My favorite question to ask people is “what do you want to do with your life?” Intrusive as it may be (and perhaps the reason I don’t do so well at parties), I feel the question effectively cuts to out emotional core. If people say that they don’t know, I have a brief flash in my mind of the convenience store scene from fight club before regaining my composure and responding with something like “oh, why not?” I cannot understand how a person can go through life without at least a basic understanding of what they want to do before they die, which is what the aforementioned question is essentially asking…though in less morbid terms (the difference between being that odd guy at parties versus that guy who gets into fights at parties).
If you want to be productive and motivated as well as feel all the positive emotions associated with these concepts, you need to live with a purpose. To put it bluntly, you need a long-term goal list. In the last few articles, I have discussed short-term goals as a means of maintaining motivation at the daily and weekly level. They are invaluable in this regard, but they are not a replacement for the big picture goals that give you a purpose on this Earth. They are the inspirational frame work upon which short-term goal lists are built and they are what keep us anchored in productive living, as opposed to simply coasting through life on autopilot, waiting to die.
Okay, so now that the morbid, life challenging portion of the article has been covered, I think it’s time to give an example of a long-term goal list. These lists can be as long as you want, though I would recommend that if you run out of space on a single sheet of paper, you’ve written too many. I keep mine to under 20 and have a nice little empty check box beside each just waiting to be checked when the goal is completed. Furthermore, every New Year’s Eve, I review and revise the list to reflect shifts in my personal values and what I strive to accomplish in life.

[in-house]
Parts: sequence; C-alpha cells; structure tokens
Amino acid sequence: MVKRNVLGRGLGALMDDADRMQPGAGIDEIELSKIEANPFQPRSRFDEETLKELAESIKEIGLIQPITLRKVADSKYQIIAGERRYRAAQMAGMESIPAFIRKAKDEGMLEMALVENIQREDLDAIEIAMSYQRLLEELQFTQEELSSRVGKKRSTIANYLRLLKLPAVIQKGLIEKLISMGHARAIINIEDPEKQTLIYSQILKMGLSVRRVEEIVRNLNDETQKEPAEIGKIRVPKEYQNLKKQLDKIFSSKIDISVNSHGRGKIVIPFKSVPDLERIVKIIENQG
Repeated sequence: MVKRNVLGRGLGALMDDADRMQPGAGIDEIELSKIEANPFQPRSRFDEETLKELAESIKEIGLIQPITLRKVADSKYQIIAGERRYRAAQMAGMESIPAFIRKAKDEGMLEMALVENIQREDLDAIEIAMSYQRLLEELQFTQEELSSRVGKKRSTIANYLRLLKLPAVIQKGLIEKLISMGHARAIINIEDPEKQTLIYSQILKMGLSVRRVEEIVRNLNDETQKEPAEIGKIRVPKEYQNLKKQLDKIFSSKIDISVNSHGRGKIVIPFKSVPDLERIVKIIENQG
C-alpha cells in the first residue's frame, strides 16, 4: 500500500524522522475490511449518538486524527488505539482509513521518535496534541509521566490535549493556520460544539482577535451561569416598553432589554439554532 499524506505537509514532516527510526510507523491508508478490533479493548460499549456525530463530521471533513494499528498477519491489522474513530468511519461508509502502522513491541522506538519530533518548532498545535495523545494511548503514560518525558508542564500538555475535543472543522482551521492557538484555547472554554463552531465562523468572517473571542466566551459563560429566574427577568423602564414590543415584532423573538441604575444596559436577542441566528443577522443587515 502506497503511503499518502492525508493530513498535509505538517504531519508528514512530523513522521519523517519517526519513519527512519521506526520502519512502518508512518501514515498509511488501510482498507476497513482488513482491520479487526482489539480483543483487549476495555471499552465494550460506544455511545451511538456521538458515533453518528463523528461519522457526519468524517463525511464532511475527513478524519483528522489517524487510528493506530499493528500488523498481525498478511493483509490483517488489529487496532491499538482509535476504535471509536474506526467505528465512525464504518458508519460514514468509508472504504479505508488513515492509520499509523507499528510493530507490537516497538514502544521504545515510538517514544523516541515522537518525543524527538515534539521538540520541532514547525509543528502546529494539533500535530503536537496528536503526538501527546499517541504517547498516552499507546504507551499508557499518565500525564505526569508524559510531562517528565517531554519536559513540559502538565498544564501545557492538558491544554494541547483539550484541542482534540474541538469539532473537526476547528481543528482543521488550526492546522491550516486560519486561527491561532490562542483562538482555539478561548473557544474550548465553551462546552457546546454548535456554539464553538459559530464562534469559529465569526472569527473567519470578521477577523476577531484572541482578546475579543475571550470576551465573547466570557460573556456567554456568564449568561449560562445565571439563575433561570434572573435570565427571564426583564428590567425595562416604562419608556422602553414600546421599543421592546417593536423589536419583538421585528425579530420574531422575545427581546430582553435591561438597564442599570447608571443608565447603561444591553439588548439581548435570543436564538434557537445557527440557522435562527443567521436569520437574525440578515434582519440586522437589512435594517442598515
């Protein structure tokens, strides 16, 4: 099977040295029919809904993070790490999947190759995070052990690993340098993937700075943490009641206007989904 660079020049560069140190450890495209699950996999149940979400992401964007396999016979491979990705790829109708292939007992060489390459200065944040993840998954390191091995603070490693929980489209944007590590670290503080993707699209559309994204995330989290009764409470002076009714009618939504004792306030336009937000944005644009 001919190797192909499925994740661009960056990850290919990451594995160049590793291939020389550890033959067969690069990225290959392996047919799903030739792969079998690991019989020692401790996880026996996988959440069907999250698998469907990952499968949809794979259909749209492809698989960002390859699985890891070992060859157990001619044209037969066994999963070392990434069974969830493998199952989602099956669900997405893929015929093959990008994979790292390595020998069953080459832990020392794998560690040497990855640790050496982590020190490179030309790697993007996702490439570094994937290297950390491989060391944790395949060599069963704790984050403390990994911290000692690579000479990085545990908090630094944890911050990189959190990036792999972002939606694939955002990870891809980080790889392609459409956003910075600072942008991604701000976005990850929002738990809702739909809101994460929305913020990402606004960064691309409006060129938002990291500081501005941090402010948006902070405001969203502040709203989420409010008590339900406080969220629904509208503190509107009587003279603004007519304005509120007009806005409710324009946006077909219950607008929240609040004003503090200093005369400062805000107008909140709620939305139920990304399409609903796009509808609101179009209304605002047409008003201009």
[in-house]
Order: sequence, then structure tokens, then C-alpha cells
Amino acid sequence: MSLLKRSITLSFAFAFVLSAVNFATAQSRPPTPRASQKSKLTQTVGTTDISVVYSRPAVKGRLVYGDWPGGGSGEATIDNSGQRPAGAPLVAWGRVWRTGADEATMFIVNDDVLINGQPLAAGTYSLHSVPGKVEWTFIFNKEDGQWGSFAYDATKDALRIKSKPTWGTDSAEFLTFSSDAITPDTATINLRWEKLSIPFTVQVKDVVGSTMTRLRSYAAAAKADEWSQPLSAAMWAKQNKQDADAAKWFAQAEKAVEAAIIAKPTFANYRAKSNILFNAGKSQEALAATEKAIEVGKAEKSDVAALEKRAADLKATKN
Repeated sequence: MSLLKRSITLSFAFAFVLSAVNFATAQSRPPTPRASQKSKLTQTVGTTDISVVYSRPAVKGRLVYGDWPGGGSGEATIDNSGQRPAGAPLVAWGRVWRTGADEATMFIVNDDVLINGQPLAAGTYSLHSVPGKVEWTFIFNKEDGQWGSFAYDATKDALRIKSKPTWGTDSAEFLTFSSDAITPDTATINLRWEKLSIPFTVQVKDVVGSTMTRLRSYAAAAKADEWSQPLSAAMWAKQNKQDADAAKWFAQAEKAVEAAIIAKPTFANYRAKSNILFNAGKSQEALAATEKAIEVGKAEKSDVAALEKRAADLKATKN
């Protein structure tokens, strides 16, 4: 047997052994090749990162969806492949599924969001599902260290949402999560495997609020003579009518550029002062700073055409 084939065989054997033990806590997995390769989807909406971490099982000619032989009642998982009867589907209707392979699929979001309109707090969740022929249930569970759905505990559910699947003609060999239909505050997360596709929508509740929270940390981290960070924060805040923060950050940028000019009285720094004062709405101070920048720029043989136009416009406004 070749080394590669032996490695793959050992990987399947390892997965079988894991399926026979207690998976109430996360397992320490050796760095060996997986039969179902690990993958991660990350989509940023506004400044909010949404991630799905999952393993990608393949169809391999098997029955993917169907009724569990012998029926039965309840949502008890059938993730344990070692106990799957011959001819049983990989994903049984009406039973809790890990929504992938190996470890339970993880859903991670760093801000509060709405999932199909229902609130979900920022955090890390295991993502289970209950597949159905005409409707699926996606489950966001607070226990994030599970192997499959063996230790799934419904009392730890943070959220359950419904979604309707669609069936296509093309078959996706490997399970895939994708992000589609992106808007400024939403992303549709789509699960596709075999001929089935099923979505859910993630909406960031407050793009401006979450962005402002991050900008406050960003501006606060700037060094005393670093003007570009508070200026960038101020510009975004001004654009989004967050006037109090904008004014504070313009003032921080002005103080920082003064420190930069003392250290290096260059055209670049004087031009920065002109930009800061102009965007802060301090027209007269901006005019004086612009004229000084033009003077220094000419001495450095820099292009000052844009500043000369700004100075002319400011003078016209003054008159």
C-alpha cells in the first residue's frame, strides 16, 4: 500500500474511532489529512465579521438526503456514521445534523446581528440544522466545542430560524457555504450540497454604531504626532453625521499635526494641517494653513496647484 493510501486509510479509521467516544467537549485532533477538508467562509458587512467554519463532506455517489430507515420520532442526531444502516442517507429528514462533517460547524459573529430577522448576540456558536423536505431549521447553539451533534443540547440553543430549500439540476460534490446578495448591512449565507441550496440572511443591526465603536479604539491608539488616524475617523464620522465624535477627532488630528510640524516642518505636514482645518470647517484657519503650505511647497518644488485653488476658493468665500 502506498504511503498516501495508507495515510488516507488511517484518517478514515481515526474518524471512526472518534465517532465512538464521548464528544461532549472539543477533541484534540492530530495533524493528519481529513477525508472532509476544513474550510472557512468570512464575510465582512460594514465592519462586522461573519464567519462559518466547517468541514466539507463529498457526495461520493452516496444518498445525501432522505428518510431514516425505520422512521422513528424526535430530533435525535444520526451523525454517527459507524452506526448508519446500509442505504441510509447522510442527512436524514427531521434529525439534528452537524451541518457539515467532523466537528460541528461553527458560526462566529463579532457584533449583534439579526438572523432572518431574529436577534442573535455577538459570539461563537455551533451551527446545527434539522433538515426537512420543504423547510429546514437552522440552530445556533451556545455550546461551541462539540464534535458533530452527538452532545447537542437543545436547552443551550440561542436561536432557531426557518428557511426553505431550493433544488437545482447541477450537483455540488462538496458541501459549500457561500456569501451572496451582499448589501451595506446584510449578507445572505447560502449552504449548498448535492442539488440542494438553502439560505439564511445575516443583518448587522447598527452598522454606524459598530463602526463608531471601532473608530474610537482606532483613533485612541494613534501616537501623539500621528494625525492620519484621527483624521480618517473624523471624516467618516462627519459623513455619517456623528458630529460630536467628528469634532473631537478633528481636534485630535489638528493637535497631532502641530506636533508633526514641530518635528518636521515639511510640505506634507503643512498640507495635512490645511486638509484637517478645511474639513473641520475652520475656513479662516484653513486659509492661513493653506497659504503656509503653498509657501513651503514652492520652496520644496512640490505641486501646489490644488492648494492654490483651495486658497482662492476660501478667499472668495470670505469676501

An abridged list of my life goals (the full list has goals) is as follows:
1) Travel to Belgium
2) Publish a Board Game
3) Publish a Book
4) Give a TED Talk
5) Obtain a Teaching Certificate [completed]
6) Read the Bible front-to-back (I would not call myself a Christian, but I feel I should at least be familiar with the book…also it’s easily the longest thing I have ever read).
7) Run a Marathon [completed]
8) Travel to London [completed]
9) Perform the Human Flag
10) Roast my own coffee and brew my own beer from scratch
…the list continues
Try it out for yourself. Write down a list goals that you want to accomplish in this lifetime. Try to keep them measurable and specific enough so that you can acknowledge when they are completed. Beyond this, you have complete freedom on the number and types of goals you want to accomplish. Just keep in mind, before I leave this Earth, I [insert name here] what to do _________
Then hang it up somewhere that is visible every day!